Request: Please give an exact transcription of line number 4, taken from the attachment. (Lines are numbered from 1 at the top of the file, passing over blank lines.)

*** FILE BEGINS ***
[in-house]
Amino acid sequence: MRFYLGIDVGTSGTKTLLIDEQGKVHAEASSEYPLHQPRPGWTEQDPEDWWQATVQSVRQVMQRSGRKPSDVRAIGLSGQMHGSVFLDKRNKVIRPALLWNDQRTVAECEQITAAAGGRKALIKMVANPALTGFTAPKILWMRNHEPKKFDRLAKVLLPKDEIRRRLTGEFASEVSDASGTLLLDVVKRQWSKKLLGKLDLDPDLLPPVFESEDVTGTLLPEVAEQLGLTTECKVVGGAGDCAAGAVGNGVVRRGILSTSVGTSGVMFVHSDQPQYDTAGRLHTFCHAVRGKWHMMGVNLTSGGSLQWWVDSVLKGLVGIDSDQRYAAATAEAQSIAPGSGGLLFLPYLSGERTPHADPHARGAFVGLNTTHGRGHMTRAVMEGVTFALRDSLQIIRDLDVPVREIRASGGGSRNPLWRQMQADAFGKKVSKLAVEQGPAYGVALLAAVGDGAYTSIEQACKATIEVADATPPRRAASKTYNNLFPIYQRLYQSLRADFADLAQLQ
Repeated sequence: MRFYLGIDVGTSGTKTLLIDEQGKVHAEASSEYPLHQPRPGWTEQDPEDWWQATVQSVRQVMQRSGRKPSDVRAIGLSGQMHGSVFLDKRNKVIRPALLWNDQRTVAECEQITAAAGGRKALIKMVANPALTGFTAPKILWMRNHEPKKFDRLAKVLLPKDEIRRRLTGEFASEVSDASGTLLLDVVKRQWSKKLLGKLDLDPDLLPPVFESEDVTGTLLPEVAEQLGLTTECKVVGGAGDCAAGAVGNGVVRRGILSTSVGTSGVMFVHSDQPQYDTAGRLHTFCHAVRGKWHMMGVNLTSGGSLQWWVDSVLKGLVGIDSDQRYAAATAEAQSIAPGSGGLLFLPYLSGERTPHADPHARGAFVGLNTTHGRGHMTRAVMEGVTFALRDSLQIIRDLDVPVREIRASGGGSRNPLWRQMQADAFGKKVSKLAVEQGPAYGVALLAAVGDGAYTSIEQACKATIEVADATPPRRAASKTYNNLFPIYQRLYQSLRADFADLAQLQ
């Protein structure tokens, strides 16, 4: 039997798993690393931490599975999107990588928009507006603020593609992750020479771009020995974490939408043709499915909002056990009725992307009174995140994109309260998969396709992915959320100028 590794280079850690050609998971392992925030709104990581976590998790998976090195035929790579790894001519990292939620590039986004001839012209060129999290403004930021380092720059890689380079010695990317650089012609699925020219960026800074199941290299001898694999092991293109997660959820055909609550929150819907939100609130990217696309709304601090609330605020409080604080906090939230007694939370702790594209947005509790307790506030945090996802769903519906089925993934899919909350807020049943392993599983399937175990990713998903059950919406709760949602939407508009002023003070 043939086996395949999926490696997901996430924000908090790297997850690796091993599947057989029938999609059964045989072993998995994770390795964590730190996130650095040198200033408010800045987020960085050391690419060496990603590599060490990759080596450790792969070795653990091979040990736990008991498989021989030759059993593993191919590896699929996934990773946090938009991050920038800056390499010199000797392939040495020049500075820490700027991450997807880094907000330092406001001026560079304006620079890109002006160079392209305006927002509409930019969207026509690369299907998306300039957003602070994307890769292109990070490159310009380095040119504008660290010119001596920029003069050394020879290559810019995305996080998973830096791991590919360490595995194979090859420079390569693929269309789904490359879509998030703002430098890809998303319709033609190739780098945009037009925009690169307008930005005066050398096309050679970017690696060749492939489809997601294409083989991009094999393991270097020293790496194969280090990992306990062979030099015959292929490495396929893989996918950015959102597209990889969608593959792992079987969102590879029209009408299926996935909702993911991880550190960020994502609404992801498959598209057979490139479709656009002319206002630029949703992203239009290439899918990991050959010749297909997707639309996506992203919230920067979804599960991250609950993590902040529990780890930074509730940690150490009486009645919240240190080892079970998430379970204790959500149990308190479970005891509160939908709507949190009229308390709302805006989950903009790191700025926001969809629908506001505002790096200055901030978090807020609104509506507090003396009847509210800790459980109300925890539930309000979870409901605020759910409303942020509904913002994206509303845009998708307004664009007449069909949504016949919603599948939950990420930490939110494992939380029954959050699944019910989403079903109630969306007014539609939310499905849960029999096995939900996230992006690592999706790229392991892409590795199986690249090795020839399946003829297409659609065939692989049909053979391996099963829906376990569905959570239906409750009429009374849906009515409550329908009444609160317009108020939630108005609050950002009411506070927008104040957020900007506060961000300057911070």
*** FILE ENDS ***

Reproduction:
């Protein structure tokens, strides 16, 4: 039997798993690393931490599975999107990588928009507006603020593609992750020479771009020995974490939408043709499915909002056990009725992307009174995140994109309260998969396709992915959320100028 590794280079850690050609998971392992925030709104990581976590998790998976090195035929790579790894001519990292939620590039986004001839012209060129999290403004930021380092720059890689380079010695990317650089012609699925020219960026800074199941290299001898694999092991293109997660959820055909609550929150819907939100609130990217696309709304601090609330605020409080604080906090939230007694939370702790594209947005509790307790506030945090996802769903519906089925993934899919909350807020049943392993599983399937175990990713998903059950919406709760949602939407508009002023003070 043939086996395949999926490696997901996430924000908090790297997850690796091993599947057989029938999609059964045989072993998995994770390795964590730190996130650095040198200033408010800045987020960085050391690419060496990603590599060490990759080596450790792969070795653990091979040990736990008991498989021989030759059993593993191919590896699929996934990773946090938009991050920038800056390499010199000797392939040495020049500075820490700027991450997807880094907000330092406001001026560079304006620079890109002006160079392209305006927002509409930019969207026509690369299907998306300039957003602070994307890769292109990070490159310009380095040119504008660290010119001596920029003069050394020879290559810019995305996080998973830096791991590919360490595995194979090859420079390569693929269309789904490359879509998030703002430098890809998303319709033609190739780098945009037009925009690169307008930005005066050398096309050679970017690696060749492939489809997601294409083989991009094999393991270097020293790496194969280090990992306990062979030099015959292929490495396929893989996918950015959102597209990889969608593959792992079987969102590879029209009408299926996935909702993911991880550190960020994502609404992801498959598209057979490139479709656009002319206002630029949703992203239009290439899918990991050959010749297909997707639309996506992203919230920067979804599960991250609950993590902040529990780890930074509730940690150490009486009645919240240190080892079970998430379970204790959500149990308190479970005891509160939908709507949190009229308390709302805006989950903009790191700025926001969809629908506001505002790096200055901030978090807020609104509506507090003396009847509210800790459980109300925890539930309000979870409901605020759910409303942020509904913002994206509303845009998708307004664009007449069909949504016949919603599948939950990420930490939110494992939380029954959050699944019910989403079903109630969306007014539609939310499905849960029999096995939900996230992006690592999706790229392991892409590795199986690249090795020839399946003829297409659609065939692989049909053979391996099963829906376990569905959570239906409750009429009374849906009515409550329908009444609160317009108020939630108005609050950002009411506070927008104040957020900007506060961000300057911070």